The Vietnam War began due to complex reasons and circumstances. Tensions between North Vietnam and South Vietnam, supported by the United States and its allies, escalated into a full-scale conflict. But Why did the Vietnam War start? Read on to find out why.
Why Did the Vietnam War Start?
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Since Vietnam’s split into the communist North and the democratic South in 1954, the United States has been actively supporting South Vietnam’s government and military with funding, weaponry, and training.
As tensions between the two sides escalated into armed conflict, U.S. President John F. Kennedy made the bold decision in 1961 to expand the military aid program.
This expansion not only involved increased financial support and arms but also marked a significant shift as it committed U.S. soldiers to the region.
Kennedy’s decision was fueled, in part, by the prevailing fears of the Cold War era, particularly the infamous “domino theory.” The belief was that if communism were to firmly establish itself in Vietnam, it would inevitably spread like falling dominos, toppling democracies throughout Southeast Asia.
Tragically, Kennedy’s presidency was cut short by his assassination in 1963. However, his successor, Lyndon B. Johnson, carried on the mission initiated by Kennedy.
Johnson wasted no time in ramping up the U.S. military presence in South Vietnam, resulting in 23,000 American soldiers deployed to the region by the end of his first year in office.
Political turmoil in South Vietnam and two alleged North Vietnamese attacks on U.S. naval vessels further fueled Johnson’s determination. In response, he demanded the swift passage of the Gulf of Tonkin Resolution in 1964.
This resolution granted Johnson broad authority to confront and combat the communist threat in Southeast Asia, reflecting the gravity of the situation at hand.
Who Won the Vietnam War?
The Vietnam War’s victory has long been a contentious topic, with the answer hinging on how victory is defined. Advocates of the United States’ triumph point out its success in defeating communist forces in numerous significant battles throughout Vietnam.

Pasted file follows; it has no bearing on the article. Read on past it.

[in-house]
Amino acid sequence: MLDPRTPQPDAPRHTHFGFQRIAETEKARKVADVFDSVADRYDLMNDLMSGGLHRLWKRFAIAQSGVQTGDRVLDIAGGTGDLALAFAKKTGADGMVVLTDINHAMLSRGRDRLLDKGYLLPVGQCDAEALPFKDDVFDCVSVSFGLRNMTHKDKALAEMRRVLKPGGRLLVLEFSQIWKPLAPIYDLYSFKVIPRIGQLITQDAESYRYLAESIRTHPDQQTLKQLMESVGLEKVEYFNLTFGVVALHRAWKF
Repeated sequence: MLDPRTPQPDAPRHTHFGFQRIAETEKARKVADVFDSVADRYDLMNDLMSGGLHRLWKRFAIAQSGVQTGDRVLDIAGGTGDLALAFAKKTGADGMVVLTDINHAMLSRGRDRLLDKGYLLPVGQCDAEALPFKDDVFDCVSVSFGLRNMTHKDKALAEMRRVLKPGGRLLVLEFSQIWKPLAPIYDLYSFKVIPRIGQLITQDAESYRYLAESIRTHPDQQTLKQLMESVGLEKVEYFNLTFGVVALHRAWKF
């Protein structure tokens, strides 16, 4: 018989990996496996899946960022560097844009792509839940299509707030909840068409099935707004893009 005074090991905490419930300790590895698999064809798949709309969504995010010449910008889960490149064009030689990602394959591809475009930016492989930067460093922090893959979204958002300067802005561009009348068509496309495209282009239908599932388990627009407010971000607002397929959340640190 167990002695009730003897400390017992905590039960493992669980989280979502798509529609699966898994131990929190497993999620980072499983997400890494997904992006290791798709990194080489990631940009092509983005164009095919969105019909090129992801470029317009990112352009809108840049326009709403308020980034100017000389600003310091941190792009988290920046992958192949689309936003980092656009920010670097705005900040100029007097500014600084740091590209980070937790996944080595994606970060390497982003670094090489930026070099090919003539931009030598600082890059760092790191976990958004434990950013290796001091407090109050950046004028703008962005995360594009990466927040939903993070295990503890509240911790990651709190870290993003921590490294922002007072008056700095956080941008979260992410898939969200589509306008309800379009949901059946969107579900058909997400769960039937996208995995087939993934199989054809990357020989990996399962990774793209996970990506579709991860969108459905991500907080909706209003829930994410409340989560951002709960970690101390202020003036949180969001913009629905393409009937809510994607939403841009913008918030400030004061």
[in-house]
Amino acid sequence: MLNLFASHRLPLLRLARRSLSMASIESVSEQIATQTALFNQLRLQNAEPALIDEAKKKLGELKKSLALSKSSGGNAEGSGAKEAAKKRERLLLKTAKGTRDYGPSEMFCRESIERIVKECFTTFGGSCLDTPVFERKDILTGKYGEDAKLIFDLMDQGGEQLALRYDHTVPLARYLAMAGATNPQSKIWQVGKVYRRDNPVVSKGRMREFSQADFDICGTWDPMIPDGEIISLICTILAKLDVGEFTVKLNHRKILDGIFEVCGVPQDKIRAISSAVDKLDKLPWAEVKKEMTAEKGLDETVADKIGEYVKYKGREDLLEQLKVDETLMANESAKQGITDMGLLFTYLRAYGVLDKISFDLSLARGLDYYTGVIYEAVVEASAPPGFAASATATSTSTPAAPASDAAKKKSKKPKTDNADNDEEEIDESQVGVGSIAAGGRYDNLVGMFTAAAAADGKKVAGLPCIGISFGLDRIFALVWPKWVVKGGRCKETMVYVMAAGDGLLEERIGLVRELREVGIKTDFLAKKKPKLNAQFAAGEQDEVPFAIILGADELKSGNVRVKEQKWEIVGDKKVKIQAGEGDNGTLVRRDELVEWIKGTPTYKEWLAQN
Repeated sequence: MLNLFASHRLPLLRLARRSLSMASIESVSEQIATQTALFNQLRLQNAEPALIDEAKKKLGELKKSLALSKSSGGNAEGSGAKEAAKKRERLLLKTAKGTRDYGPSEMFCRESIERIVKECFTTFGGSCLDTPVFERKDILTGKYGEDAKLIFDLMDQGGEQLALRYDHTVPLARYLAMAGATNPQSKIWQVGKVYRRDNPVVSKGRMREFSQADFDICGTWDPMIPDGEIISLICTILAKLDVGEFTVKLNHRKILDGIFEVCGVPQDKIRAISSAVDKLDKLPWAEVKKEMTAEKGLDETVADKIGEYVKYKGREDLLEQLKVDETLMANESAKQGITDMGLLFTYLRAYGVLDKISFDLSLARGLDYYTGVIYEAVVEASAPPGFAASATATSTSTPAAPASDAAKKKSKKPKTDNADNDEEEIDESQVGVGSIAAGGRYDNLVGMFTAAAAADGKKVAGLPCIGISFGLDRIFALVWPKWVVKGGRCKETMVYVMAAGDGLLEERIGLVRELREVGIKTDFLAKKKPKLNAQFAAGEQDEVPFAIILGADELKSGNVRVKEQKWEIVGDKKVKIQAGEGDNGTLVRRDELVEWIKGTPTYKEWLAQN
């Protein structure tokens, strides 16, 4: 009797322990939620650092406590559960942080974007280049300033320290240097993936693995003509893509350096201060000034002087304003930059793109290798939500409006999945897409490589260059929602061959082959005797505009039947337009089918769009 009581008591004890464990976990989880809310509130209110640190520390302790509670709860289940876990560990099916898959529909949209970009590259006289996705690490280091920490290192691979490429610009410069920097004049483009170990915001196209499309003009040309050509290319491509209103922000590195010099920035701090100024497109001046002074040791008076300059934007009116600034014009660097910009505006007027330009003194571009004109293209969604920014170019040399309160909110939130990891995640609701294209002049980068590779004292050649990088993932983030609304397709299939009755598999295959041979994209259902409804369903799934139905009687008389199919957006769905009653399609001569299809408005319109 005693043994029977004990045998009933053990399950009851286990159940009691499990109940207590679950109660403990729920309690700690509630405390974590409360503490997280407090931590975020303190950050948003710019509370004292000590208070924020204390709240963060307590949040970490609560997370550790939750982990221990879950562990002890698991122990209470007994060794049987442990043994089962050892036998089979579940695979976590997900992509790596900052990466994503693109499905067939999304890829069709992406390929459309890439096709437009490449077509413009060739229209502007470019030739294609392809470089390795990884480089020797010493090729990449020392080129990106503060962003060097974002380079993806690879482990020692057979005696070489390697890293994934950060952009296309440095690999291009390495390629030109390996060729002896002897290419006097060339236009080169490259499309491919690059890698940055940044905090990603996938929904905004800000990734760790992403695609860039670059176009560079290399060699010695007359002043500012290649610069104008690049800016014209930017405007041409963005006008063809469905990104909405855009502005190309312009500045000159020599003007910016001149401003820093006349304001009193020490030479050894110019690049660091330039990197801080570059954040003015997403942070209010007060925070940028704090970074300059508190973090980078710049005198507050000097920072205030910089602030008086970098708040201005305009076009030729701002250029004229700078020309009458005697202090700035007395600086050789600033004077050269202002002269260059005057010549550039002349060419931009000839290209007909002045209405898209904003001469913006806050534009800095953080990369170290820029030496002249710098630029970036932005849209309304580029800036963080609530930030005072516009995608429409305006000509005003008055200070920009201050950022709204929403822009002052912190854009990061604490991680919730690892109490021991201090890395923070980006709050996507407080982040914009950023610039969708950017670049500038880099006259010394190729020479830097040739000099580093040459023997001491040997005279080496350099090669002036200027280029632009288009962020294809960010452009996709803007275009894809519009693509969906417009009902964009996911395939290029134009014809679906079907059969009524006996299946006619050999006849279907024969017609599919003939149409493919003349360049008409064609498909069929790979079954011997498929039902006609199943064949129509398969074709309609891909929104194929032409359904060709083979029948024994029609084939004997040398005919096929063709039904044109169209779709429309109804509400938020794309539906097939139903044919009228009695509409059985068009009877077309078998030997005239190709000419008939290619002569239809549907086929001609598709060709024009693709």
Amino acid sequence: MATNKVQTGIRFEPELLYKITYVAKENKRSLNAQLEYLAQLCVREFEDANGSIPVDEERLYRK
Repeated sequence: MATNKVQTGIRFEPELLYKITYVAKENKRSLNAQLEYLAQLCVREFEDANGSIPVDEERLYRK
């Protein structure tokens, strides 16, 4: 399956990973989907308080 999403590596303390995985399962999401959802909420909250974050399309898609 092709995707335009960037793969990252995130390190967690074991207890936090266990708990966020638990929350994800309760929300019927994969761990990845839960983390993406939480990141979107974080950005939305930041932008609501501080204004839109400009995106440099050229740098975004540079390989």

They also emphasize the relatively lower number of American casualties suffered compared to their adversaries.
The U.S. military reported a total of 58,220 American losses, whereas the exact figures for North Vietnamese and Viet Cong casualties vary greatly, though it is widely believed that they far exceeded the American count.
On the other hand, proponents of the United States’ opponents winning the war focus on the broader objectives and outcomes of the conflict. The United States initially intervened in Vietnam with the primary aim of preventing communist control over the region.
In that regard, it ultimately failed, as the two Vietnams were unified under a communist regime in July 1976. Moreover, neighboring Laos and Cambodia also succumbed to communist rule.
Additionally, mounting domestic unrest and the exorbitant financial toll of the war left the United States with no choice but to seek peace and initiate troop withdrawals, rendering them a necessity rather than a voluntary decision.
How Many People Died in the Vietnam War?
In the year 1995, Vietnam unveiled its official assessment of the human toll inflicted by the Vietnam War, and the numbers were shocking.
This devastating conflict claimed the lives of a colossal 2 million civilians on both opposing sides, while an estimated 1.1 million North Vietnamese and Viet Cong fighters were also lost.
Meanwhile, the U.S. military itself approximated that the courageous South Vietnamese soldiers who fought valiantly numbered between 200,000 and 250,000 casualties.
The gravity of this war is etched into history, and nowhere is its impact more palpable than at the Vietnam Veterans Memorial in Washington, D.C.
Amidst the somber walls, over 58,300 names of fallen heroes from the U.S. armed forces are solemnly inscribed, forever honoring those who made the ultimate sacrifice or remain unaccounted for.
However, the Vietnam War was not fought alone. Nations from around the globe rallied to support South Vietnam in their struggle. South Korea, displaying unwavering solidarity, mourned the loss of more than 4,000 of their own brave soldiers.
Thailand, too, felt the sting of battle, with approximately 350 of their sons never returning home. Australia, standing shoulder to shoulder, suffered the loss of over 500 of their compatriots.
And even the faraway shores of New Zealand were not spared, as they grieved for the thirty-odd warriors who would never see their homeland again.
These numbers, these names, serve as a poignant reminder of the immense human cost incurred during this tumultuous period in history.
Amidst the statistics, we find stories of bravery, sacrifice, and unity, reminding us of the indomitable spirit that can emerge even in the darkest of times.